Sydney Morning Herald, October 30, 2010
Also published in WA Today
''Clearing forests may enrich those who are doing it, but over the long run it impoverishes the planet as a whole.'' That's not tree-hugging blather, but a leader in The Economist a few weeks ago.
The magazine wants governments to ''move fast'' to save the world's forests, describing them as ''purveyors of water, consumers of carbon, treasure-houses of species … ecological miracles''.
''Without a serious effort to solve this problem,'' the leader concluded, ''the risk from climate change will be vastly increased and the planet will lose one of its most valuable, and most beautiful, assets. That would be a tragedy.''
A map of the world, inside the magazine's special report, coloured Australia bright red - one of a handful of countries, including Brazil and Indonesia, losing more than 500,000 hectares of forest a year since 2005.
As climate change accelerates, it makes no sense to be chopping down native forest - the cheapest, largest-scale carbon sequestration available. Land-use change (mostly deforestation) accounts for about 15 to 17 per cent of global greenhouse gas emissions - more than all the world's ships, cars, trains and planes.
Afforestation, reforestation and reduced agricultural emissions could, the magazine reported, sequester 40 parts per million of greenhouse gas from the at osphere by 2050. (We are at 450 ppm and rising; we need to get back to 350 ppm.) Old growth forest may be especially significant in its ability to suck up carbon.
Which is one reason there has been an ecstatic reaction to the peace deal negotiated this month to phase out native forest logging in Tasmania.
A lot of detail needs to be fleshed out, and there is plenty of scope for backsliding, but the immediate focus has switched to the mainland. Can a similar coup be achieved here?
Talks are beginning, but it looks hard. At Eden, on the NSW south coast, the Japanese-owned South East Fibre Export woodchip mill is locked in a 40-year fight for survival against conservationists.
Its chief executive, Peter Mitchell, says that SEFE, unlike Gunns, does not have the option of switching to plantation. Too much nearby forest is protected, or is state forest which cannot be converted to plantation.
Woodchip prices are down. A value-adding pulp mill is not an option - the region does not have enough water and, at roughly a million tonnes a year, throughput is too small to justify the investment needed.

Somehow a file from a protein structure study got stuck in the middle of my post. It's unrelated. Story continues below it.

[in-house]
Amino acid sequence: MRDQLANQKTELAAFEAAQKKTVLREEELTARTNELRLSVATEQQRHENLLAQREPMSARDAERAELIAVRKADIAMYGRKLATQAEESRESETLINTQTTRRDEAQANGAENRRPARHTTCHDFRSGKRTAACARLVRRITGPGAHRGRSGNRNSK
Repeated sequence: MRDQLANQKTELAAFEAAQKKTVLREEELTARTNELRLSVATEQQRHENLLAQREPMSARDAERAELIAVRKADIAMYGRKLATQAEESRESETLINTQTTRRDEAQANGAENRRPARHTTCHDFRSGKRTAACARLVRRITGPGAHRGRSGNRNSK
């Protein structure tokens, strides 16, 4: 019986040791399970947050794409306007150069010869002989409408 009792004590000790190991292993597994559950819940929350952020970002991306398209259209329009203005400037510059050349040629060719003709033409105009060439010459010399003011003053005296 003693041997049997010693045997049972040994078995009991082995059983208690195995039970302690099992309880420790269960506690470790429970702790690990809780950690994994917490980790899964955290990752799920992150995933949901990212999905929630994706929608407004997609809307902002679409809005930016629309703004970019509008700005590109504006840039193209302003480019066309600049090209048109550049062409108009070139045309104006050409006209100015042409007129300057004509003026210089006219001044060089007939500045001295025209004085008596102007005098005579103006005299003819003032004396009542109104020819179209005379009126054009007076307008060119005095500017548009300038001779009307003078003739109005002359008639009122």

The mill is a major employer in the Eden area, whose economy the federal Labor MP Mike Kelly - also the parliamentary secretary for forestry - describes as tenuous. Parliamentary library research he's done confirms SEFE can't move to a wholly plantation base.
A bright spot for SEFE was a proposal, now before the NSW government, to build a five megawatts biomass plant to burn so-called fines - residues from their own mill, and from nearby sawmills - to generate renewable electricity. At the moment the residues either help power the Bega Cheese factory or are sold as mulch and carted away. Some is wasted.
The plant would power the mill and, if excess power was sold on and renewable energy certificates (RECs) generated, it could be a nice little earner.
SEFE estimates that on top of turnover of about $70 million a year, if the biomass plant generated its forecast 31,000MWh a year, sold on at $80/MWh (based on a REC price of $35 and a wholesale electricity price of 5.5¢/kWh) it would pull in about $2.5 million.
Which is not make-or-break - SEFE will survive if the plant does not get up. A key question is whether the local retailer Country Energy, the only logical buyer, will buy power from a controversial project. Mitchell says Country offered SEFE an indicative price a year ago.
''They'll buy it,'' he says, ''but they wouldn't sell it as Green Power.'' Country dodged the question this week, saying it has all the renewable energy it needs for now.
Conservationists fear the Eden biomass proposal is a test case, the thin end of the wedge, which would provide a vast new market to prop up native forest logging, just as the economic case for traditional woodchip operations is unravelling. It may seem crazy to log native forest for renewable energy now, but if a carbon price is brought in, and it rises as expected, dragging REC prices up with it, what now seems uneconomic could soon become a major industry. It is a deal-breaker for the environment movement if native forest can be burnt to generate ''renewable'' energy.
''It's the number-one conspiracy theory we get thrown at us,'' says Mitchell, adding that the REC regime incorporates a ''high value test'' that prevents logging for the primary purpose of generating energy. NSW environment protection laws prevent use of forest residues for power generation. Mill residues are OK.
Kelly, whose seat of Eden-Monaro takes in both the Snowy Hydro scheme and Infigen's Capital wind farm at Bungendore, wants the region to be Australia's renewable energy flagship and is working with the Clean Energy for Eternity movement, which promotes a ''50/50 by 2020'' emissions reduction target.
Kelly is a cautious supporter of the SEFE project as long as it does not use native forest waste, although he supports native forest logging in the region.
The forestry division national secretary of the Construction Forestry Mining and Energy Union, Michael O'Connor, is equally guarded. The union's position will depend on the outcome of collective agreement negotiations at SEFE. ''We're not going to support any employer … if they don't have good, safe union jobs. It's a bit like someone you live next door to. If they're rude to you, you're less likely to help them out.''